- Minutely detailed replica of Egyptian boy king's burial chamber opens to public in Egypt this month
- Hi-tech reproduction technique involved scanning 100 million points per square meter
- Monument-copying business seems to be going strong but some copies -- multiple Michelangelos and Eiffel Towers -- are less convincing
If the crowds under Paris' Eiffel Tower get you down, try Shenzhen in China. It may not have the history of the French construction, but at least the coffee will be cheaper.
Or you could head to Berlin. Or to Las Vegas. Or several other locales with their own "Eiffel Towers."
The replication of tourist attractions has been gaining traction in recent years.
Most recently, a Spanish company has been employed to replicate Egypt's ancient pharaonic tombs.
Opening to the public later this month about half a mile from the original tomb in Luxor's Valley of the Kings, the replica will be located outside the house of Howard Carter, the expedition leader who disinterred the pharaoh almost a century ago.
The reconstruction is a response to the threat posed by the hundreds of thousands of tourists traipsing through the real relic every year.
Changes in temperature and humidity caused by their presence in the burial chamber have caused the striking plaster-painted murals on the walls to begin crumbling away.
Tut's new tomb
The solution was for the Madrid-based company Factum Arte to create replicas of King Tut's and the other pharaonic tombs, including Seti I and Nefertari, as a philanthropic exercise granted permission by Egypt's Supreme Council of Antiquities in 2009.
The firm used minutely detailed, hi-tech techniques honed on reproductions over the past decade, including copies of the pharaoh Thutmose III's tomb in 2003 and, more recently, of Leonardo's painting "The Last Supper" and Caravaggio's "Inspiration of St. Matthew."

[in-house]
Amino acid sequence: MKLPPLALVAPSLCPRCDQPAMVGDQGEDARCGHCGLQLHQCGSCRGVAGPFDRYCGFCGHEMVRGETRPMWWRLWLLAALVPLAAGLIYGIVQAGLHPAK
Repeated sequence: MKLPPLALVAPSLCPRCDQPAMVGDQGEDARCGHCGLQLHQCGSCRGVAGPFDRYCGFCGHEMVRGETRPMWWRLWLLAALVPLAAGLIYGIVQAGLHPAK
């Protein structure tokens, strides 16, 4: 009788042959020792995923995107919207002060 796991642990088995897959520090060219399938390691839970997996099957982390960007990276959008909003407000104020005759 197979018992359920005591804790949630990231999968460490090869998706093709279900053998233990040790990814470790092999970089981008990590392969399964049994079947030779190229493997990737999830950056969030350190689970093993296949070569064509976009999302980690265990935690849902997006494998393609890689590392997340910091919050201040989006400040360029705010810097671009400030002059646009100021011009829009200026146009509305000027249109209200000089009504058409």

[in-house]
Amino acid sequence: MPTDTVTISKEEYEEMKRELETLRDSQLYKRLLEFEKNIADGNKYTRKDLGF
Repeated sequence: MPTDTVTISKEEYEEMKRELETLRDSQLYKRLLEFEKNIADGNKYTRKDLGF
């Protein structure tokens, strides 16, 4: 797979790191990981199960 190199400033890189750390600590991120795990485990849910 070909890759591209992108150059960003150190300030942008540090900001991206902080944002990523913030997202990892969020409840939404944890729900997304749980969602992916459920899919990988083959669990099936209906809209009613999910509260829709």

The replication of King Tut's and the other royal tombs represents the company's most ambitious project to date, as well as being the most detailed large-scale facsimile project ever undertaken, Factum Arte says.
Special 3D scanning systems were developed for the job, allowing the burial chamber to be measured at 100 million points every square meter.
The resulting 3D relief of the tomb was then reproduced on casts that were finished by hand.
"Is it exactly the same as viewing the real tomb? No. But what you can do is exceedingly high," Adam Lowe, Factum Arte's director, told CNN.
"You can 'rematerialize' the quality of the original at a normal viewing distance, so the experience is visually identical to standing in the tomb.
"It's not an exercise in faking but [partly about] revealing the condition of the original to allow it to be monitored."
It's estimated that 500,000 visitors a year will visit the replica relics, the resulting funds going in part towards preserving Egypt's real heritage sites.
Cool copy cats
Copying an ancient monument has an obvious appeal.
You get to keep the original version, as well as all the tourists -- and their revenue -- threatening to destroy it.
That same motivation lay behind making giant copies of the Altamira and Lascaux Caves in Spain and France, respectively, when exposure to the elements, and awestruck visitors' breath, threatened to turn the vast galleries of prehistoric paintings they contain into mold.
The motive for replicating other tourist attractions around the world, however, seems less concerned with their heritage value.
If you think the Eiffel Tower is intimately associated with Paris, for example, you may be surprised to find more or less life-size versions of it in Las Vegas, Berlin, India, China (two, actually -- in Hangzhou and Shenzhen) and Fez, Morocco.
The Taj Mahal, one of India's great tourist sights, is no longer one of just India's great tourist sights.
A full-sized replica of the Mughal emperor Shah Jahan's monument to his beloved third wife has sat outside the Bangladeshi capital, Dhaka, since 2008.
India has taken revenge, of a sort -- it's planning an Angkor Wat for the banks of the Ganges.
When it comes to art, anatomically accurate copies of Michelangelo's "David" expose themselves everywhere from the Philippines to the U.S. state of Kentucky and Montevideo, Uruguay.
In China, the Xerox of replicating countries, you can even take home your own fairly convincing Mona Lisa or Van Gogh from the Dafen oil painting village, a neighborhood of Shenzhen famed for its fakes.
China, moreover, has recreated entire foreign locales with tourist appeal, such as London Thames Town, in Shanghai, and Hallstatt, an "Austrian" mountain village in that famous yodeling province of Guangdong.
What, you can only ask, is next -- a Chinese Belgium or New Zealand?
And would anybody go?
Facsimile tourism -- as good as the real thing? Let us know in the comments.